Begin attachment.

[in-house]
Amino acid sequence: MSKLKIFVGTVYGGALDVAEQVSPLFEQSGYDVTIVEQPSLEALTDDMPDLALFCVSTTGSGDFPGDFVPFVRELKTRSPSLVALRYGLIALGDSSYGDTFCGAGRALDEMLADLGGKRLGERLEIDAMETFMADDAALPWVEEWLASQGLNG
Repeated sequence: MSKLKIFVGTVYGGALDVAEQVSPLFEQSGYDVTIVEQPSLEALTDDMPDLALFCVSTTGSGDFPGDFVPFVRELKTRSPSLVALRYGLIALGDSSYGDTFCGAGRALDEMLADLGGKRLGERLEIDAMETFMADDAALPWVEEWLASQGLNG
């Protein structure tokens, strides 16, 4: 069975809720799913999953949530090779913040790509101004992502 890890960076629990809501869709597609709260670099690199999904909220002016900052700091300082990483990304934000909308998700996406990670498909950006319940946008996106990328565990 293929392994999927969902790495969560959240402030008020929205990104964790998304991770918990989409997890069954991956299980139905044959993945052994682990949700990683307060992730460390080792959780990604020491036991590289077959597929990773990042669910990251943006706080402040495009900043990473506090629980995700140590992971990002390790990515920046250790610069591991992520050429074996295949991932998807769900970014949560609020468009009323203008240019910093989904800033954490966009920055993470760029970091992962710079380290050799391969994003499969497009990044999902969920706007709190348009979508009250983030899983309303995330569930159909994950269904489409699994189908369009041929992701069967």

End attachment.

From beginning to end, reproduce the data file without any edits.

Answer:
[in-house]
Amino acid sequence: MSKLKIFVGTVYGGALDVAEQVSPLFEQSGYDVTIVEQPSLEALTDDMPDLALFCVSTTGSGDFPGDFVPFVRELKTRSPSLVALRYGLIALGDSSYGDTFCGAGRALDEMLADLGGKRLGERLEIDAMETFMADDAALPWVEEWLASQGLNG
Repeated sequence: MSKLKIFVGTVYGGALDVAEQVSPLFEQSGYDVTIVEQPSLEALTDDMPDLALFCVSTTGSGDFPGDFVPFVRELKTRSPSLVALRYGLIALGDSSYGDTFCGAGRALDEMLADLGGKRLGERLEIDAMETFMADDAALPWVEEWLASQGLNG
């Protein structure tokens, strides 16, 4: 069975809720799913999953949530090779913040790509101004992502 890890960076629990809501869709597609709260670099690199999904909220002016900052700091300082990483990304934000909308998700996406990670498909950006319940946008996106990328565990 293929392994999927969902790495969560959240402030008020929205990104964790998304991770918990989409997890069954991956299980139905044959993945052994682990949700990683307060992730460390080792959780990604020491036991590289077959597929990773990042669910990251943006706080402040495009900043990473506090629980995700140590992971990002390790990515920046250790610069591991992520050429074996295949991932998807769900970014949560609020468009009323203008240019910093989904800033954490966009920055993470760029970091992962710079380290050799391969994003499969497009990044999902969920706007709190348009979508009250983030899983309303995330569930159909994950269904489409699994189908369009041929992701069967």